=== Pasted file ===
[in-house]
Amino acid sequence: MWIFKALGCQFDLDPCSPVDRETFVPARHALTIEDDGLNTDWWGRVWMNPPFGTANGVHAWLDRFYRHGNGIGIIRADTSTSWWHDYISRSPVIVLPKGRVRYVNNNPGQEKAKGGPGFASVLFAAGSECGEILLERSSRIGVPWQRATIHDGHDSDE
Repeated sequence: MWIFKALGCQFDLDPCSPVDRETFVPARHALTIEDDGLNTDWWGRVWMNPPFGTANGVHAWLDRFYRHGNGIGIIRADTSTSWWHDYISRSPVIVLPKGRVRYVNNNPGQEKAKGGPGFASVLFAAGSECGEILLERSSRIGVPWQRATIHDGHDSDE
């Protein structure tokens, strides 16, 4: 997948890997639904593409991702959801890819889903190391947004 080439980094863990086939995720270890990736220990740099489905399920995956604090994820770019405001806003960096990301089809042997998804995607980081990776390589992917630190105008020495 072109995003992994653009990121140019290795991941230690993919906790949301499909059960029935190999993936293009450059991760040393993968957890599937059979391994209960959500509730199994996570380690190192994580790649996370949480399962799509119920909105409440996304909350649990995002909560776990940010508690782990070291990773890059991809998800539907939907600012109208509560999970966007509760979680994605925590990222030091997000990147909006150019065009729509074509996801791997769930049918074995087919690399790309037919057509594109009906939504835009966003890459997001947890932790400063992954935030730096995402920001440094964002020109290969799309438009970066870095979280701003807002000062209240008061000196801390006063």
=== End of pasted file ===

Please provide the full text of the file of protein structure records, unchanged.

[in-house]
Amino acid sequence: MWIFKALGCQFDLDPCSPVDRETFVPARHALTIEDDGLNTDWWGRVWMNPPFGTANGVHAWLDRFYRHGNGIGIIRADTSTSWWHDYISRSPVIVLPKGRVRYVNNNPGQEKAKGGPGFASVLFAAGSECGEILLERSSRIGVPWQRATIHDGHDSDE
Repeated sequence: MWIFKALGCQFDLDPCSPVDRETFVPARHALTIEDDGLNTDWWGRVWMNPPFGTANGVHAWLDRFYRHGNGIGIIRADTSTSWWHDYISRSPVIVLPKGRVRYVNNNPGQEKAKGGPGFASVLFAAGSECGEILLERSSRIGVPWQRATIHDGHDSDE
């Protein structure tokens, strides 16, 4: 997948890997639904593409991702959801890819889903190391947004 080439980094863990086939995720270890990736220990740099489905399920995956604090994820770019405001806003960096990301089809042997998804995607980081990776390589992917630190105008020495 072109995003992994653009990121140019290795991941230690993919906790949301499909059960029935190999993936293009450059991760040393993968957890599937059979391994209960959500509730199994996570380690190192994580790649996370949480399962799509119920909105409440996304909350649990995002909560776990940010508690782990070291990773890059991809998800539907939907600012109208509560999970966007509760979680994605925590990222030091997000990147909006150019065009729509074509996801791997769930049918074995087919690399790309037919057509594109009906939504835009966003890459997001947890932790400063992954935030730096995402920001440094964002020109290969799309438009970066870095979280701003807002000062209240008061000196801390006063």